This is the discussion to "What Happened?" You may wish to review the case here.
Ok, let's review the initial 12 Lead:
Just about everyone picked up on the infero-posterior STEMI.
Where it got interesting for me, was determining what the rhythm was! At first glance, the rhythm was for the most part regular (note the computer interpretation of Atrial Fibrillation with RVR!) and narrow, with a rate just a touch faster than 100. I did not see P waves before most of the QRS complexes, and I initially thought it was a junctional tachycardia.
As the STEMI was most likely due to an RCA occlusion, it is not surprising to have conduction disturbances. The pause, followed by an apparent sinus beat (circled in red above), had me wondering if this was indeed junctional with a sinus "escape" after the pause, or some kind of sinus rhythm with AV block.
In keeping with our spirit of "Peer Sourcing", I ran this strip by electrophysiologist Dr. Nick Tullo, of the ECG Academy.com. A review done by Life in the Fast Lane of Dr. Tullo's excellent academy can be found here. This is the conversation I had with Dr. Nick about this rhythm:
Me: Thanks for the help Dr. Nick. Now, what the heck is this?? Junctional, or sinus/AV block?
Dr. Nick: I would call it "Atypical Wenckebach" –essentially 13:12. You can see a sinus P following the fourth beat, and then a similar pause just before the end of the tracing. The pause is less than two times the previous R-R, and the PR of the second beat following the pause is longer than the PR that interrupts the pause (what you are calling accelerated juntional is really sinus rhythm with a first degree AV block, but you can't see the P easily because it's buried in the previous T). In the setting of acute IWMI it's due to the same high-vagal-tone mechanism that would cause the usual 3:2 or 4:3 Wencheback (or even complete heart block in some patients) but the AV node is mostly keeping up.
Me: Wow… OK! But, how do we know it's not a junctional rhythm with a sinus beat escaping from the pause?
Dr Nick: You have to look hard for the P waves. If it was a junctional rhythm you'd see consistent P's at the end of the QRS or maybe in the very early part of the ST segment. If I'm right, the P wave will be on the T-wave somewhere and not always in the same spot (since it's not directly connected to the previous QRS). Granted, the ST elevation makes it hard to see the Ps. But I see the answer clearly:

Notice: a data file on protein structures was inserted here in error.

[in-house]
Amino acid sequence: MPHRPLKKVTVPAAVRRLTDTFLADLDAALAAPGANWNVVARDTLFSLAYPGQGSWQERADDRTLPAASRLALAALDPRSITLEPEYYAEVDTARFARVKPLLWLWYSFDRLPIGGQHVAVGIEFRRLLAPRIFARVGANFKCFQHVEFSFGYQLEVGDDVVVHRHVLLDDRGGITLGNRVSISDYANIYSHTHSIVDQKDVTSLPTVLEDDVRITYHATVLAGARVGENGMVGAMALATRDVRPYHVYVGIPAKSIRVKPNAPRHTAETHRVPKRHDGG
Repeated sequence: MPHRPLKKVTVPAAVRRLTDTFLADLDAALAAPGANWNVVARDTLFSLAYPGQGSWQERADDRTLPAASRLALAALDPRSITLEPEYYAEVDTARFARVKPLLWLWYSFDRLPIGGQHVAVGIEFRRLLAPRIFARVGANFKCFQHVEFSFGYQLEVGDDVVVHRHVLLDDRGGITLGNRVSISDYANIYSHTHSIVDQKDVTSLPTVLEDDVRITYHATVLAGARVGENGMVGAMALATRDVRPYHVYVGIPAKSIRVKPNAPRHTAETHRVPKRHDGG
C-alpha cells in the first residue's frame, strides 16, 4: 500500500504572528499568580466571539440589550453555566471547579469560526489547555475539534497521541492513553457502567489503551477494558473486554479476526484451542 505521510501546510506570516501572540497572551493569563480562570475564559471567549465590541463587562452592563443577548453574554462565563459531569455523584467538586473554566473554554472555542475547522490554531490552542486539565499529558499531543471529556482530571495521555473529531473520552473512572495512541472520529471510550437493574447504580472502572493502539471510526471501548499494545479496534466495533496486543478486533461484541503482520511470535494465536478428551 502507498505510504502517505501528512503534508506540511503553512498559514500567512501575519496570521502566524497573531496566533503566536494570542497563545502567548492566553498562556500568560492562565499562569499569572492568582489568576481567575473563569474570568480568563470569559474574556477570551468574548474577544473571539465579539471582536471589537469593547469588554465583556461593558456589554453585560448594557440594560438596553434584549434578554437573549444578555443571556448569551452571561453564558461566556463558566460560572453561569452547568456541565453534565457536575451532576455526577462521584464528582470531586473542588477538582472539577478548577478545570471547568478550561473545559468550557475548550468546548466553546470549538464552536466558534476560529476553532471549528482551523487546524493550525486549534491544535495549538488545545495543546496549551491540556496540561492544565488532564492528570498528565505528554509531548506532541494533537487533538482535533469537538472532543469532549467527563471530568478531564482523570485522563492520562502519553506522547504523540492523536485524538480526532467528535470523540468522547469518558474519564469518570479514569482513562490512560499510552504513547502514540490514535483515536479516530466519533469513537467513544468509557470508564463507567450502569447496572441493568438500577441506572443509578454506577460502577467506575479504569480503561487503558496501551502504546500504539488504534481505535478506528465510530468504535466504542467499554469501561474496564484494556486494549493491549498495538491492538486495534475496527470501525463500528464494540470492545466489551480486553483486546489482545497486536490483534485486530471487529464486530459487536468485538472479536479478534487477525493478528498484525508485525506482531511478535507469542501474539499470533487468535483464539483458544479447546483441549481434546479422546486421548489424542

Look at V5…see how the first beat has a concave upslope of the T wave while the second beat looks like it has a bump on it? That bump is the P wave. Assuming that the R-R interval midway through the "junctional rhythm" is equal to the atrial rate (since the PR doesn't change midway through an Atypical Wencheback cycle) measure back from the visible P preceeding the third beat in V5…doesn't it land right at the bump? The reason the T looked concave the beat before that is because that P wave is on the peak of the T.
I've put together some graphics to help illustrate the important points.
First is Lead V5, which Dr. Nick referenced, blown up. I've done the same with lead II. Note the subtle morphology changes in the two T waves. This is the last P wave of the cycle, which does not conduct. the P wave following the pause is the first of the cycle, and has the shortest PR interval:
I know, you're thinking, "Really? Do those little blips/bumps really measure out?" Don't take my word for it. I've got one more illustration to show you. I took a mid cycle R-R interval (1), as Dr. Nick suggested, and used that to measure back and see where the P wave should be in leads II and V5 (2,3):
As you can see, right on cue, those blimps/bumps are right where the P wave should be. And there we have it: 13:12 Atypical Wenckebach, with a PVC at the very end of the strip.
My sincere thanks to Dr. Nick Tullo for his help with this case, and kudos to Jason, who expertly picked up on this in the comments section.
Now for the second 12 Lead:
The patient was treated with thrombolytics (TNK), and as many of you commented the resulting rhythm was an accelerated idioventricular rhythm (AIVR). AIVR appears similar to VT, but slower (slower than 120). In the thrombolytics era, this transient rhythm was noted to be a marker of reperfusion, although not all patients with a reopened coronary artery have AIVR. When it appears it rarely causes hemodynamic instability, and usually requires no treatment. For more information about AIVR, see here.
Of course, you will notice that I have circled several leads in the 12 lead above. In keeping with this case, in which nothing seems to be typical, you will notice that in fact the ST segments have not resolved during the AIVR. The inferior ST elevations remain, as do the ST depressions in V1-V4, and aVL.
When asked about this, Dr. Smith, of Dr. Smith's ECG Blog had this to say: "This is one of the few cases of AIVR I've seen that was not associated with reperfusion."
In this case, our patient failed thrombolytics. He was immediately sent for rescue PCI. Unfortunately, we don't have any additional information.
There was a lot of information in this discussion. I sure learned a lot!
I look forward to your comments, and as always, thanks for reading!